Weekend Warm-Up: Two Generations Bond on El Cap in ‘Free as Can Be’

Don’t meet your heroes. That’s how the old saying goes, and it’s stuck around because it carries an unimpeachable nugget of truth. It is, almost always, a disappointing experience.

But the day up-and-coming climber Jordan Cannon met Yosemite climbing legend Mark Hudon? That’s an exception.

What happened when the two men meet — each representing a distinct generation of climbers, each with his own techniques, tools, and strategies — is the subject of Free as Can Be, a powerful documentary from the filmmakers at Arc’teryx.

Mark Hudon

Mark Hudon. Photo: Screenshot


The two connected at a climbing event in Truckee, California, and quickly formed a connection.

“I was very aware of the climbing he did in the 70s,” Cannon says in the opening moments of the film. “I thought it was like the coolest thing ever. He was the man because he started a movement of free climbing in Yosemite 40 years ago.”

Jordan Cannon and Mark Hudon

Photo: Screenshot

Free climbing Yosemite

To avoid getting bogged down in climbing jargon, it’s worth pausing here and summarizing Hudon’s Yosemite career: he and partner Max Jones tackled some of the hardest routes in the world at the time.

They did it “free as can be,” meaning they tried to make each ascent without bolts or cams as artificial handholds. It’s called free climbing, and it’s pretty darn tough — especially on the rock Hudon and Jones were tackling. And though they were climbing at a level on par with the greats of their day, they didn’t get a ton of recognition. These days, you have to be a pretty obsessive climbing nerd to geek out over Mark Hudon.

But Jordan Cannon? He’s a pretty obsessive climbing nerd.

Jordan Cannon and Mark Hudon

Photo: Screenshot


“I love the movement of climbing and challenging myself on hard things. But it’s the history and the tradition and the mentality from the past that inspires me to go outside and have these adventures of my own,” Canon says.

Legendary free soloist Alex Honnold agrees with Cannon’s self-assessment, though he takes it a step further in a typically blunt fashion.

“He cares about climbing history in a way that I find sort of refreshing,” the climbing phenom says. “Though it might be to his detriment a little bit too. Because if he didn’t care about climbing history and just trained in the gym all the time, he’d probably be a stronger climber.”

It’s this love of climbing history that prompted Cannon to ask Hudon if he had any project he’d always regretted not sending. Hudon mentioned Freerider, a ferociously difficult, 975m line on El Cap that Hudon’s tried and failed to free climb for decades. Hudon told Cannon it would take a year of his life to prepare for the attempt and he’d need a partner willing to commit to such a thing.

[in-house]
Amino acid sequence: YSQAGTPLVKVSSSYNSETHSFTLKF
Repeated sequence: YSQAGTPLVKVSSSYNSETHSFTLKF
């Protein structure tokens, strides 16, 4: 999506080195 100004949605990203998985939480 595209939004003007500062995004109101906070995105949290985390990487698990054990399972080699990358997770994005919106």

And then, to Hudon’s surprise, Cannon said he’d be that guy.

A year of training. A week of sending.

The two strangers quickly developed a powerful friendship that reached across climbing eras to get to the core of what it means to trust someone on a big wall. Cannon gave Hudon his year, with the two traveling all over the American West to train on some of the hardest problems around.

Jordan Cannon on a wall.

Photo: Screenshot


And then, finally, it was time to tackle Freerider.

For Hudon, the crux of the attempt would be The Teflon Corner. This 5.12d slick-as-hell nightmare requires the climber to, as one interviewee put it, essentially levitate upwards. It would be one notch more difficult than anything Hudon had ever achieved in his long and illustrious career.

Jordan Cannon and Mark Hudon climbing.

Photo: Screenshot


No spoilers here. I’ll tell you this though, the film’s final ten minutes had me wiping at my eyes. And as the below picture shows, I wasn’t the only one.

Jordan Cannon and Mark Hudon.

Photo: Screenshot


I’ll leave you with a final quote from Hudon, a line that perfectly summarizes the legend’s outlook.

“I’m not going to have a tombstone because I’m going to get cremated. But if I did have a tombstone, and on it, it says ‘as free as can be,’…that would be all right. That would be good. As free as could be. And he had a lot of fun.”

Andrew Marshall

Andrew Marshall is an award-winning painter, photographer, and freelance writer. Andrew’s essays, illustrations, photographs, and poems can be found scattered across the web and in a variety of extremely low-paying literary journals.
You can find more of his work at www.andrewmarshallimages.com, @andrewmarshallimages on Instagram and Facebook, and @pawn_andrew on Twitter (for as long as that lasts).